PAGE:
Count Arthur Strong's TV transition
Robert Weedon |
Tuesday 16th July
When I first heard an episode of Count Arthur Strong's Radio Show on Radio 4 back in 2007, I didnâ€™t think it was that great. However, after catching another episode (the one where Arthur tries to sell dangerous cucumber slicers) I was hooked.
The reason I initially didnâ€™t think much to it was that I couldn't believe how old-fashioned it is; I remember thinking that it was just like a BBC Light Programme show of the 50s and 60s such as The Clitheroe Kid and others that sometimes turn up on BBC Radio 4 Extra.
Then I realised that's exactly what it's meant to be; the early ones even have a joke at the beginning stating that "The Count" was a sometime acquaintance of Jimmy Clitheroe.
The creator of Count Arthur, Steve Delaney, is evidently a keen observer of the style of variety comedy that appeared on the BBC Light Programme, and once it is seen as an homage to that classic age of radio comedy, it suddenly becomes a really enjoyable listening experience, as its nuances and affectionate nods to the shows of that era start to click into place.
In particular it mirrors the style of those shows in having a strong titular comic character; Count Arthur is an elderly ex-variety star from Doncaster who, since work dried up after an appearance in Juliet Bravo is now reduced to opening pork butcher's shops and getting in all sorts of scrapes every week, where his bravado usually leads him into something that he knows nothing about. The comedy comes through his attempts to lie himself out of sticky situations, at which he has no talent due to his poor memory and understanding of even simple concepts.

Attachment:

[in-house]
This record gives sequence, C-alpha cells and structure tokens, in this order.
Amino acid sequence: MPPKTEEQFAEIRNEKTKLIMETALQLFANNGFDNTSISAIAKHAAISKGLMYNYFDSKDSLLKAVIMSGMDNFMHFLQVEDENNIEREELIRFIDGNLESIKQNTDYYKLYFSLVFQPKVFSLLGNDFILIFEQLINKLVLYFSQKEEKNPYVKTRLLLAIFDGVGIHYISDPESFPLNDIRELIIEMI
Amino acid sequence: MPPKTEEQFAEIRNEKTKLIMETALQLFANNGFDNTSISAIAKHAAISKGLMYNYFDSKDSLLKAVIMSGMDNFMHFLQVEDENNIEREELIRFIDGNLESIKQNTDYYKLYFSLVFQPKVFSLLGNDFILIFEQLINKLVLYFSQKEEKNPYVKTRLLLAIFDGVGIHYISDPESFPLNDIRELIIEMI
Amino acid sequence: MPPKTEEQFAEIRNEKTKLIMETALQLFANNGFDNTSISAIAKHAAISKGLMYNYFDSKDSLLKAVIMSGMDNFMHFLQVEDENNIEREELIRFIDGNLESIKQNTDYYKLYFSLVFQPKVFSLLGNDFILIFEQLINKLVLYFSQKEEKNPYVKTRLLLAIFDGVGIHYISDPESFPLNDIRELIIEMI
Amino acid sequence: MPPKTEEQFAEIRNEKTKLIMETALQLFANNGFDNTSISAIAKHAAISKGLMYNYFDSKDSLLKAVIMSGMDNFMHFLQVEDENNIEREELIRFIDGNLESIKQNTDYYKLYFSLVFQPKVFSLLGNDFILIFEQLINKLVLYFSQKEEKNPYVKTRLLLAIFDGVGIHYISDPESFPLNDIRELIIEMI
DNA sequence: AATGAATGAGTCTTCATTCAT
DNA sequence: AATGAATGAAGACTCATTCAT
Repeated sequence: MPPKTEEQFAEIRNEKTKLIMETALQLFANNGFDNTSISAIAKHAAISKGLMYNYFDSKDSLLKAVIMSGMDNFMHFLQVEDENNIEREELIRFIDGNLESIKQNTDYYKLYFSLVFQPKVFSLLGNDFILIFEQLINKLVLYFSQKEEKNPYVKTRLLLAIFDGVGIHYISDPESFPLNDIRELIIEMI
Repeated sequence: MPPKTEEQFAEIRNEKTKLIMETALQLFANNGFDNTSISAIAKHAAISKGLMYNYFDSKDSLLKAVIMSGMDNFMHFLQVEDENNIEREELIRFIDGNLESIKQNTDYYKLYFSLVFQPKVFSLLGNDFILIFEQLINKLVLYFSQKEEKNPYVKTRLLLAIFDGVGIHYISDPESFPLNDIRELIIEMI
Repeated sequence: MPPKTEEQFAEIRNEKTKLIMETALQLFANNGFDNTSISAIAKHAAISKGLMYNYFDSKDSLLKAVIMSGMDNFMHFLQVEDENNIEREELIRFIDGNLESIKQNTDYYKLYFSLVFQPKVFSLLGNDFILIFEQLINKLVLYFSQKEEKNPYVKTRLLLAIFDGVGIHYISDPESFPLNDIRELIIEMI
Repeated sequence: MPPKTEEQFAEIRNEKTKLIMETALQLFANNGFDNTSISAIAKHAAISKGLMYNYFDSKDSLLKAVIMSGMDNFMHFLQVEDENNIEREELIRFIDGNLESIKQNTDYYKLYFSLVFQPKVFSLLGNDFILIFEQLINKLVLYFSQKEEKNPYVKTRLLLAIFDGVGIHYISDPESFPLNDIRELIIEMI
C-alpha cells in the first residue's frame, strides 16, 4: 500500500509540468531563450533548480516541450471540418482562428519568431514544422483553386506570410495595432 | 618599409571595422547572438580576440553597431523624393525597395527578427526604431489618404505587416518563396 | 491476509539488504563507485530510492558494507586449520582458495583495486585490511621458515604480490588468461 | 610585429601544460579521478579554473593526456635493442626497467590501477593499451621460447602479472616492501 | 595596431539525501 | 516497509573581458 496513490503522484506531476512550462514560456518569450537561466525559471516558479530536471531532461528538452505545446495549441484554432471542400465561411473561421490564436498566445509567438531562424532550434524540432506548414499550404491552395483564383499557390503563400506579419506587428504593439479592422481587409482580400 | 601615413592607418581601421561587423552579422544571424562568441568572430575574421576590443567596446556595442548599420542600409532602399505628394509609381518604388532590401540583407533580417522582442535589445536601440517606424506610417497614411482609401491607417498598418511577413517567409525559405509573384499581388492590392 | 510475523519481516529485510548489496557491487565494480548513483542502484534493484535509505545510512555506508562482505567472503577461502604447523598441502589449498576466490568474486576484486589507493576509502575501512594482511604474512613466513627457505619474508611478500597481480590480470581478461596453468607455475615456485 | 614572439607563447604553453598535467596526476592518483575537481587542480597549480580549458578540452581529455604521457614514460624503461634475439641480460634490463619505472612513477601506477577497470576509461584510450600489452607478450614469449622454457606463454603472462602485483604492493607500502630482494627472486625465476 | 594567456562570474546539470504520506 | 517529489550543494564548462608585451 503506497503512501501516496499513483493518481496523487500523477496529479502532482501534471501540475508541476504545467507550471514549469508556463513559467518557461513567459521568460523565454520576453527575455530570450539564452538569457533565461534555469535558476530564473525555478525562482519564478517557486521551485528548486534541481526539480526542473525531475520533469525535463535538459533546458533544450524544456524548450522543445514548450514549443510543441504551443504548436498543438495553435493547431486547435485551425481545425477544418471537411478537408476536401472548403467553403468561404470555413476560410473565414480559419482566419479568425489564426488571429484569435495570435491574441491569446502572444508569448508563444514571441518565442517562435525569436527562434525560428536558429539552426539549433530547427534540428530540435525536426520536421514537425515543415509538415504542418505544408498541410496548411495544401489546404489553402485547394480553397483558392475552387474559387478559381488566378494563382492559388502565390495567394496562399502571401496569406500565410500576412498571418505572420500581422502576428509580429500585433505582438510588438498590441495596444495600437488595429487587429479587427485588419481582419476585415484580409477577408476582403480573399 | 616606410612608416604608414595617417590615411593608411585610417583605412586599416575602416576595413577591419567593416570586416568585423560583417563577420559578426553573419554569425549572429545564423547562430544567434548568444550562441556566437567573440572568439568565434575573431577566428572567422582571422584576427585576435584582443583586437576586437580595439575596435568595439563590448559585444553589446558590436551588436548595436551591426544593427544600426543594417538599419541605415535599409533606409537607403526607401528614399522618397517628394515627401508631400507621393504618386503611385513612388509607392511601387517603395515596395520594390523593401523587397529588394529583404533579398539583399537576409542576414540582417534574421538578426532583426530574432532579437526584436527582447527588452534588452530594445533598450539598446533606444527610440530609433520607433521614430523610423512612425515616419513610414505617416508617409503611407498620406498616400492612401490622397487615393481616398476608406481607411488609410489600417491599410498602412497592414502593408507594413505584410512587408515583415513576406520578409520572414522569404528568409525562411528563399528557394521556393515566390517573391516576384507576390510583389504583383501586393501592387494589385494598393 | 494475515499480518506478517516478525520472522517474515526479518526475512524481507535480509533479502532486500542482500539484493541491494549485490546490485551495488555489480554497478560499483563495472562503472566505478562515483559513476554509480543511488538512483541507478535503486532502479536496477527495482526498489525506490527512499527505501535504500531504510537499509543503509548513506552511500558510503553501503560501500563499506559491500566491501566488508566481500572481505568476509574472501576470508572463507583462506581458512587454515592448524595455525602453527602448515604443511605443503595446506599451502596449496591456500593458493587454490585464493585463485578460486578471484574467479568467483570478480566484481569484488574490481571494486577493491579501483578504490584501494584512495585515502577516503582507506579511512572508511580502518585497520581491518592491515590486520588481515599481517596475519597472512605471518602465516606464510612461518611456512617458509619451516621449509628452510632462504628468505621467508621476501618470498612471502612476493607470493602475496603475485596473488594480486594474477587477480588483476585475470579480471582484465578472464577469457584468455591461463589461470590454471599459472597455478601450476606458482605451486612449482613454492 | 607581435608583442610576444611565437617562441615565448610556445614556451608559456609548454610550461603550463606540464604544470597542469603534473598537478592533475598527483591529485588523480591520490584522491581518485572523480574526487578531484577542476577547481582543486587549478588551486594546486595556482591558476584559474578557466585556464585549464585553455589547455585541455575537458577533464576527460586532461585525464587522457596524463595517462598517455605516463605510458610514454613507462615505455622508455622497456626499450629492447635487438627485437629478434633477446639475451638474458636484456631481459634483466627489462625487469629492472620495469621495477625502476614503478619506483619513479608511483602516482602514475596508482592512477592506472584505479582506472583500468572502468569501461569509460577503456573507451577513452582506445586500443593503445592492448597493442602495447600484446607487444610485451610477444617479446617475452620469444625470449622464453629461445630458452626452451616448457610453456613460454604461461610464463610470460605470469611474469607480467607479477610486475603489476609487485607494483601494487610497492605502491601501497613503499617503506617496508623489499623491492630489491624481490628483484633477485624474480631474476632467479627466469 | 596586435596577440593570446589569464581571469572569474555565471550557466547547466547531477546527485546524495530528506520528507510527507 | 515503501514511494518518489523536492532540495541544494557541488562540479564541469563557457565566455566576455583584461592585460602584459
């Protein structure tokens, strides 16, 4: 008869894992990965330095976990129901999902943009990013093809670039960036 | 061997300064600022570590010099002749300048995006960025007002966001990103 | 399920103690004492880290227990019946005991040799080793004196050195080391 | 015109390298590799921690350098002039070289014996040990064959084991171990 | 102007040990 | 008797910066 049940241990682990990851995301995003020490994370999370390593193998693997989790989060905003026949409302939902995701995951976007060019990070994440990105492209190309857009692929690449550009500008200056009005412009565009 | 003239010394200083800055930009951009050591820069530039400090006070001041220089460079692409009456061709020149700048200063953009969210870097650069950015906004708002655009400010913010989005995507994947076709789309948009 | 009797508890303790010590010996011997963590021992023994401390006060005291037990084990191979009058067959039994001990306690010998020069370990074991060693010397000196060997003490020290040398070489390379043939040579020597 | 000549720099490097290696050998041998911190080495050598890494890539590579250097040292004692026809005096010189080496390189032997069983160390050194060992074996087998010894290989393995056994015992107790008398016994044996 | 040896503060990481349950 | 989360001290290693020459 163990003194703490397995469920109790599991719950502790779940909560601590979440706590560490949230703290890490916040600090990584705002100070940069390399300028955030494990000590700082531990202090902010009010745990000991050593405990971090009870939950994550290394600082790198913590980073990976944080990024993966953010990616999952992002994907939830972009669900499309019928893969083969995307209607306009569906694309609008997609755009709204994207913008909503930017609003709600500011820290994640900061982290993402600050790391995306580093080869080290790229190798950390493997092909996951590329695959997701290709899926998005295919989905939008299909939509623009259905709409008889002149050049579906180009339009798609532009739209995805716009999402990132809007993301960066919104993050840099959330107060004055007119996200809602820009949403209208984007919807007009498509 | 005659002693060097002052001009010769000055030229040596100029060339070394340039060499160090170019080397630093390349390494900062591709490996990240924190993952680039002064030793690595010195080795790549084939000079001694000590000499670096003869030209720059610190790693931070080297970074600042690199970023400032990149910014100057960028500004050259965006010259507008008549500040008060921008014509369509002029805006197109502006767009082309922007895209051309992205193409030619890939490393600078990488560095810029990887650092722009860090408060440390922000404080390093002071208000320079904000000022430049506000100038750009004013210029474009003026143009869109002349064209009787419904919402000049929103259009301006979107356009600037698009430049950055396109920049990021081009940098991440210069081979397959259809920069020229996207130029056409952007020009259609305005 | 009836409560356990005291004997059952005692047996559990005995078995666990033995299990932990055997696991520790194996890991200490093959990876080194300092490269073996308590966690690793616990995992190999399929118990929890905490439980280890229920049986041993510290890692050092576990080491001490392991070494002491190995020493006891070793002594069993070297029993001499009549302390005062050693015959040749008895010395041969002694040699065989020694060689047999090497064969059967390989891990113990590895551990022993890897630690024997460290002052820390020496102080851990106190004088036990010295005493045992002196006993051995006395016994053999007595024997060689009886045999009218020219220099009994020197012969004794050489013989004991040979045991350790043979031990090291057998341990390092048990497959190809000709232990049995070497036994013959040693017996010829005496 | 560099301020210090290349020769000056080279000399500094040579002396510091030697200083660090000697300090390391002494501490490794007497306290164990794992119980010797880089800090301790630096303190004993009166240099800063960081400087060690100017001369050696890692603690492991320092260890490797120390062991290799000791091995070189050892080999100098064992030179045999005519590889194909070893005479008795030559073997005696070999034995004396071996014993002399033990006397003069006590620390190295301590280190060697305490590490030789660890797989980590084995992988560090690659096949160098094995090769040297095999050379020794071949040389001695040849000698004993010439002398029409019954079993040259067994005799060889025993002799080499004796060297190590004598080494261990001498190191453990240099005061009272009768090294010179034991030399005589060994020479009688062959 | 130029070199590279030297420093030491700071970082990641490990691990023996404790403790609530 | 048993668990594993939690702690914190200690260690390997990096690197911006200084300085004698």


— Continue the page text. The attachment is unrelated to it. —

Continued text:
Count Arthur is very much the main focus of the stories, with the rest of the characters acting as foils for the gags, be it Wilf the butcher, Geoffrey the easily-led caretaker of the church hall (whose voice artist performs the character as an uncanny impression of Daft Alfie from The Clitheroe Kid), Gerry, the owner of the cafe Arthur constantly sponges food from, and Sally, the only woman in the series, whose role is usually as a 'voice of sense', in a similar fashion to Hancockâ€™s girlfriend in the early radio Hancockâ€™s Half Hours.
Indeed, although definitely not as subtle as the epoch-defining Hancock's Half Hour, there are quite a few homages to that show â€“ the tuba theme tune, the non-canonical (often bordering on surreal) plots and the main character as a resilient loser.
Steve Delaney has been honing the character for over 15 years, and has developed a real cult following. As well as plenty of fans, there are lots of people that don't like the show, and I can see that its broad humour and extensive use of malapropisms can appear quite an 'easy' way to get laughs. If you haven't heard it, I would probably recommend one of the episodes with Barry Cryer such as "After Dinner Speech" and, if you donâ€™t find those amusing, youâ€™re probably not going to like the rest.
I mentioned Hancock's Half Hour earlier, and like that show, after running for seven series on radio, Count Arthur Strong has transferred to television.
The TV Hancocks are quite different from their radio counterparts. Rather less surreal, and regrettably losing Bill Kerr's Australian lodger and Hattie Jacque's Griselda Pugh along the way, I must admit I personally prefer the radio Half Hours. Nevertheless the TV Hancock has defined BBC TV sitcoms until the present day and unlike quite a lot of comedy from the 1960s, there are many episodes which are still genuinely funny. As an aside, isn't the early Hancock's Half Hour title still a brilliant bit of graphic artwork? It completely sums up the show's title pictorially, and also features the show's musical sting: